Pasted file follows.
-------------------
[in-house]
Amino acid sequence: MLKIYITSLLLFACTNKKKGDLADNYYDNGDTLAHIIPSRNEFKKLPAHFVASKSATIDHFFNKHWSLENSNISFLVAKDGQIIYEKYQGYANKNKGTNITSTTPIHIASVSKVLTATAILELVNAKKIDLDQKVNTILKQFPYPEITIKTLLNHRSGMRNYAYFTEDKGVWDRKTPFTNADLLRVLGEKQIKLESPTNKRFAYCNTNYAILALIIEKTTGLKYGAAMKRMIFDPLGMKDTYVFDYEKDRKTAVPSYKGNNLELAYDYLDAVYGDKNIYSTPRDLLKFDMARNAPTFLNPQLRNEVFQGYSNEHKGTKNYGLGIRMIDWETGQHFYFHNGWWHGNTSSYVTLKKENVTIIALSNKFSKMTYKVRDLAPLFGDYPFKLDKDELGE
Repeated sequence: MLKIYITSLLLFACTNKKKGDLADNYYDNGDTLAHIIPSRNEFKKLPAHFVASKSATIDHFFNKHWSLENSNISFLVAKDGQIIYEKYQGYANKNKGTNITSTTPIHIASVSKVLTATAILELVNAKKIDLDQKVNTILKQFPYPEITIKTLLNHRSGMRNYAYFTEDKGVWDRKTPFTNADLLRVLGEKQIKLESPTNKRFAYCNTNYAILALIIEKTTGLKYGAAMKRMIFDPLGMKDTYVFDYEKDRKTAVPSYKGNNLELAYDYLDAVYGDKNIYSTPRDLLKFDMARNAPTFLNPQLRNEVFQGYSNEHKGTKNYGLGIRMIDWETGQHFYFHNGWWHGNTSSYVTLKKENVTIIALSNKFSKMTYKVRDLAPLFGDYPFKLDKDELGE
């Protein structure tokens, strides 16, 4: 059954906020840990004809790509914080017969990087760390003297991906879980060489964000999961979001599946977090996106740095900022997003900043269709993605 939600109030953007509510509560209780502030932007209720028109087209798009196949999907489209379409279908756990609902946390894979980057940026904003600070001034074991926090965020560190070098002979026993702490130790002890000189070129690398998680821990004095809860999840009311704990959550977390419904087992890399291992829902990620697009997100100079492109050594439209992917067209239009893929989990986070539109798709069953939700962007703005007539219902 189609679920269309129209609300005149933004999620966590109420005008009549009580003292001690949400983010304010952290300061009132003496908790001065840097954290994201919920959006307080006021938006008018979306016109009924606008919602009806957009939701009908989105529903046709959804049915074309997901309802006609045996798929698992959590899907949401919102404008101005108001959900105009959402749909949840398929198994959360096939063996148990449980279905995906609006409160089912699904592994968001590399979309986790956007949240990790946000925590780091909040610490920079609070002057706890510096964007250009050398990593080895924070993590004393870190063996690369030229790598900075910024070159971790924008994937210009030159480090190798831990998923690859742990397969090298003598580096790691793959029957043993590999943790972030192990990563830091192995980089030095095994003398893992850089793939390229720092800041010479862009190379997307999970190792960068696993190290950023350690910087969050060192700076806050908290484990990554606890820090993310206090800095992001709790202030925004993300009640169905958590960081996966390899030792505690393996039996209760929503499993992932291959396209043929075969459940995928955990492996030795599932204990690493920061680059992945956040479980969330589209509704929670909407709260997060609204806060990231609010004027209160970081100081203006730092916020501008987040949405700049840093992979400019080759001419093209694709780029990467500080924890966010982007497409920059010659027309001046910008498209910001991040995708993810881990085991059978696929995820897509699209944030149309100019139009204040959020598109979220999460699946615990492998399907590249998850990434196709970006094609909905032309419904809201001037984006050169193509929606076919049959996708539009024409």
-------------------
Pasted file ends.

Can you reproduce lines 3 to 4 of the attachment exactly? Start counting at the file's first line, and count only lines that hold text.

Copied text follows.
Repeated sequence: MLKIYITSLLLFACTNKKKGDLADNYYDNGDTLAHIIPSRNEFKKLPAHFVASKSATIDHFFNKHWSLENSNISFLVAKDGQIIYEKYQGYANKNKGTNITSTTPIHIASVSKVLTATAILELVNAKKIDLDQKVNTILKQFPYPEITIKTLLNHRSGMRNYAYFTEDKGVWDRKTPFTNADLLRVLGEKQIKLESPTNKRFAYCNTNYAILALIIEKTTGLKYGAAMKRMIFDPLGMKDTYVFDYEKDRKTAVPSYKGNNLELAYDYLDAVYGDKNIYSTPRDLLKFDMARNAPTFLNPQLRNEVFQGYSNEHKGTKNYGLGIRMIDWETGQHFYFHNGWWHGNTSSYVTLKKENVTIIALSNKFSKMTYKVRDLAPLFGDYPFKLDKDELGE
């Protein structure tokens, strides 16, 4: 059954906020840990004809790509914080017969990087760390003297991906879980060489964000999961979001599946977090996106740095900022997003900043269709993605 939600109030953007509510509560209780502030932007209720028109087209798009196949999907489209379409279908756990609902946390894979980057940026904003600070001034074991926090965020560190070098002979026993702490130790002890000189070129690398998680821990004095809860999840009311704990959550977390419904087992890399291992829902990620697009997100100079492109050594439209992917067209239009893929989990986070539109798709069953939700962007703005007539219902 189609679920269309129209609300005149933004999620966590109420005008009549009580003292001690949400983010304010952290300061009132003496908790001065840097954290994201919920959006307080006021938006008018979306016109009924606008919602009806957009939701009908989105529903046709959804049915074309997901309802006609045996798929698992959590899907949401919102404008101005108001959900105009959402749909949840398929198994959360096939063996148990449980279905995906609006409160089912699904592994968001590399979309986790956007949240990790946000925590780091909040610490920079609070002057706890510096964007250009050398990593080895924070993590004393870190063996690369030229790598900075910024070159971790924008994937210009030159480090190798831990998923690859742990397969090298003598580096790691793959029957043993590999943790972030192990990563830091192995980089030095095994003398893992850089793939390229720092800041010479862009190379997307999970190792960068696993190290950023350690910087969050060192700076806050908290484990990554606890820090993310206090800095992001709790202030925004993300009640169905958590960081996966390899030792505690393996039996209760929503499993992932291959396209043929075969459940995928955990492996030795599932204990690493920061680059992945956040479980969330589209509704929670909407709260997060609204806060990231609010004027209160970081100081203006730092916020501008987040949405700049840093992979400019080759001419093209694709780029990467500080924890966010982007497409920059010659027309001046910008498209910001991040995708993810881990085991059978696929995820897509699209944030149309100019139009204040959020598109979220999460699946615990492998399907590249998850990434196709970006094609909905032309419904809201001037984006050169193509929606076919049959996708539009024409």